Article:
Good post Kristine. Everyone has their niche. Mine is to buy your home fast with no hassles, repairs, commissions, evictions, etc. If I say I’m going to close, I’m going to close and pay off your loan. As a matter of fact, I sold a contract recently to another investor who wanted to postpone closing by a few days and change the settlement agent. She couldn’t understand what the big deal was when I objected. I got this long distance seller comfortable with my settlement agent and told the seller I would close on a certain date. I don’t care if the contract allows extensions; I’m going to do what I said I would do.

By the way, I receive many emails from wholesalers offering really marginal deals (or no deals at all). I wonder if someone else is actually biting on these.


meaning - Posted by Nike

Posted by Nike on July 13, 2007 at 18:08:57:

Recording protects a BFP against subsequent claims. Whether a buyer or lender is a BFP turns on whether they had knowledge (or should’ve known) of a prior unrecorded third-party claim. Notice can be imputed to a party claiming to be a BFP if there are facts such that he should’ve investigated further whether other claims exist.

Re: “BFP” has old, rich meaning - Posted by Kristine-CA

Posted by Kristine-CA on July 11, 2007 at 15:58:46:

John Merchant. Thanks for explaining bona fide purchaser. I always it
assumed it was a buyer with a contract or who had paid consideration
or some such thing. I had no idea about the phrase’s real legal

In your experience, what has been the rationale or explanation for not
recording a deed? I’m working a deal now where there is an
unrecorded deed.

Man dies intestate. Probate is completed and court order is recorded.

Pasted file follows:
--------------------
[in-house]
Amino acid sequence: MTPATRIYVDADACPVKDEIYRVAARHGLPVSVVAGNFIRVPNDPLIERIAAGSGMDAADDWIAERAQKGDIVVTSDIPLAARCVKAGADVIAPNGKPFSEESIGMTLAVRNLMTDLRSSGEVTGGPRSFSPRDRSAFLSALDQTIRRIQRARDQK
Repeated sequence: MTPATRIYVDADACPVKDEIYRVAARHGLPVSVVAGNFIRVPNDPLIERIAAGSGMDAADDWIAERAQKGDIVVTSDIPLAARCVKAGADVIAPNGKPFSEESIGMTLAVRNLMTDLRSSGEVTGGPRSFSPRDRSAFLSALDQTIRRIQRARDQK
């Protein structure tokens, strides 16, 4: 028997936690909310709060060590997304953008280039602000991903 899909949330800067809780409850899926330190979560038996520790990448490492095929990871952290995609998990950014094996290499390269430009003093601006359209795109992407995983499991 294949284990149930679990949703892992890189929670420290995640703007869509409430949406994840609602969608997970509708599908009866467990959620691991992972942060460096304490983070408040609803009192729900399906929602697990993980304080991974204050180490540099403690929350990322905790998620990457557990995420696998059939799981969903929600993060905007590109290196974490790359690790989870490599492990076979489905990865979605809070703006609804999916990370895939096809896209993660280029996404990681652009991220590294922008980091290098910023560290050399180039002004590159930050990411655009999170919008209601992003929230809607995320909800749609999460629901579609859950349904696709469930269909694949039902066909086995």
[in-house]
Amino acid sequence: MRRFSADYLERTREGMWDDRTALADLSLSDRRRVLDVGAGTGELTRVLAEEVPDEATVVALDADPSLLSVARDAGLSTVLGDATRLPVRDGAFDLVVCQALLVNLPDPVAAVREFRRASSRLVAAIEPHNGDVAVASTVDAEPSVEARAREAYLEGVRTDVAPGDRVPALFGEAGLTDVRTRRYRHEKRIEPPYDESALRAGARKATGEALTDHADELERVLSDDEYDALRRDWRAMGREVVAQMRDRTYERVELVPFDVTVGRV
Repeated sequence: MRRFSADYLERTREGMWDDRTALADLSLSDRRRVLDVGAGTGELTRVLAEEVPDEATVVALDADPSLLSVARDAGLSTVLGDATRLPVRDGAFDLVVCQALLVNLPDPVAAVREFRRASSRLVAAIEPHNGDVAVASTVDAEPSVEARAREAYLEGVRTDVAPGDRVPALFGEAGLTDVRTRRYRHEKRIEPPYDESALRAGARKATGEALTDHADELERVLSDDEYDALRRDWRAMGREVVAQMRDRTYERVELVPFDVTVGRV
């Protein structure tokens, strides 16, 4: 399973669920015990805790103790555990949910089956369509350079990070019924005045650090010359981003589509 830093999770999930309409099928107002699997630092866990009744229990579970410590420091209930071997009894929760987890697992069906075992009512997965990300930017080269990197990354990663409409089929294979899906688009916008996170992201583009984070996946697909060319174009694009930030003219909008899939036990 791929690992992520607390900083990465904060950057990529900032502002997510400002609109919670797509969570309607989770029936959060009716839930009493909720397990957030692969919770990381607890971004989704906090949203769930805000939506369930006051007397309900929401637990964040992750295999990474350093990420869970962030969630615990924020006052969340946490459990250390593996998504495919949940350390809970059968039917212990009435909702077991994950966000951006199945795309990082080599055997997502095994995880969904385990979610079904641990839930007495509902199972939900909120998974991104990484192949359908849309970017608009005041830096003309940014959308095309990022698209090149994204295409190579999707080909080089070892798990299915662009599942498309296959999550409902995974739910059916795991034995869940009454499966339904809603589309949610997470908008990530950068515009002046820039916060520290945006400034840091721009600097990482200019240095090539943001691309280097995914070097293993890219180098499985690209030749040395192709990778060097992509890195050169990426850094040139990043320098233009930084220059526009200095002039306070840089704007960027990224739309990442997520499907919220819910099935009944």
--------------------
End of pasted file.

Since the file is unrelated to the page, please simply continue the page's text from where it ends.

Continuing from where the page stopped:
Wife inherits 1/2 of property and 3 siblings inherit 1/6 each. Siblings
agree to sell their interests. Wife makes payment to each sibling for
their interest. But deed(s) go unrecorded. My research shows there
were personal liens against one of the siblings that predated the
inheritance. I believe they were waiting to clear up the leins in order
not to have the liens attach to the property. But then 25 years go by,
wife dies, her only heir dies, the siblings die, docs are lost…no one
knows the story anymore.

What are some other reasons that a deed would go unrecorded?

Re: “BFP” has old, rich meaning - Posted by Barry (FL)

Posted by Barry (FL) on July 11, 2007 at 15:53:33:

it’s actually BPF (Blue Pen Flip) not BFP.

Re: Using the BPF to your advantage - Posted by Rick, the Probate Guy

Posted by Rick, the Probate Guy on July 17, 2007 at 22:20:28:

Natalie - I like your post very much.

Personally, I think it would be more accurate to say that what you offer is not a niche [market] but rather the tactical approach that you take in acquiring properties.

In the marketing world, each of your points are comprised to form your own U.S.P. or unique selling proposition and I’ll bet you do a great job of communicating that in all your marketing efforts.

However, I think most of us would still think of a niche as a certain collection of characteristics of a market segment rather than how you approach it. I like to think of niches as what I want to find on the end of my fishing line or in my net(s).